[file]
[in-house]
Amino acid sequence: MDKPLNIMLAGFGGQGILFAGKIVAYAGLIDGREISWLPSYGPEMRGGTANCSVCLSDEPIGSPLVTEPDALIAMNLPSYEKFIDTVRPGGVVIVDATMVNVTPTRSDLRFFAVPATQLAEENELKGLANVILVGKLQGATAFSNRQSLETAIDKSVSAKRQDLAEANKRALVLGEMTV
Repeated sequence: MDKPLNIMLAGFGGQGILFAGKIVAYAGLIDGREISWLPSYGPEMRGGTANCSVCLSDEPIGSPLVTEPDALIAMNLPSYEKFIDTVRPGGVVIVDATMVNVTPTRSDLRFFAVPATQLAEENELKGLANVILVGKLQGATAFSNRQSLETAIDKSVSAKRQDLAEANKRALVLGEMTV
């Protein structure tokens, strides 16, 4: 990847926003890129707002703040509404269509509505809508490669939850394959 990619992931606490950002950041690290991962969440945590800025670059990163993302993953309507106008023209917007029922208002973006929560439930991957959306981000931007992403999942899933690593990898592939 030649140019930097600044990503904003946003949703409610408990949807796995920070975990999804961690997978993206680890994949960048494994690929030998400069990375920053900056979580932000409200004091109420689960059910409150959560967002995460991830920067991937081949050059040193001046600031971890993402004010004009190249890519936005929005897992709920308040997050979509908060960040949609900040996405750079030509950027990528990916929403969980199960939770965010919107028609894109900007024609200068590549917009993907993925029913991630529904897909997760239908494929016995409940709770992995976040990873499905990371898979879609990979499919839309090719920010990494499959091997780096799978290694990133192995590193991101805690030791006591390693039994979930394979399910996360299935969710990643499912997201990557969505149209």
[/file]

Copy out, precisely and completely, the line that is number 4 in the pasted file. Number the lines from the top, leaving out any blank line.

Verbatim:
């Protein structure tokens, strides 16, 4: 990847926003890129707002703040509404269509509505809508490669939850394959 990619992931606490950002950041690290991962969440945590800025670059990163993302993953309507106008023209917007029922208002973006929560439930991957959306981000931007992403999942899933690593990898592939 030649140019930097600044990503904003946003949703409610408990949807796995920070975990999804961690997978993206680890994949960048494994690929030998400069990375920053900056979580932000409200004091109420689960059910409150959560967002995460991830920067991937081949050059040193001046600031971890993402004010004009190249890519936005929005897992709920308040997050979509908060960040949609900040996405750079030509950027990528990916929403969980199960939770965010919107028609894109900007024609200068590549917009993907993925029913991630529904897909997760239908494929016995409940709770992995976040990873499905990371898979879609990979499919839309090719920010990494499959091997780096799978290694990133192995590193991101805690030791006591390693039994979930394979399910996360299935969710990643499912997201990557969505149209």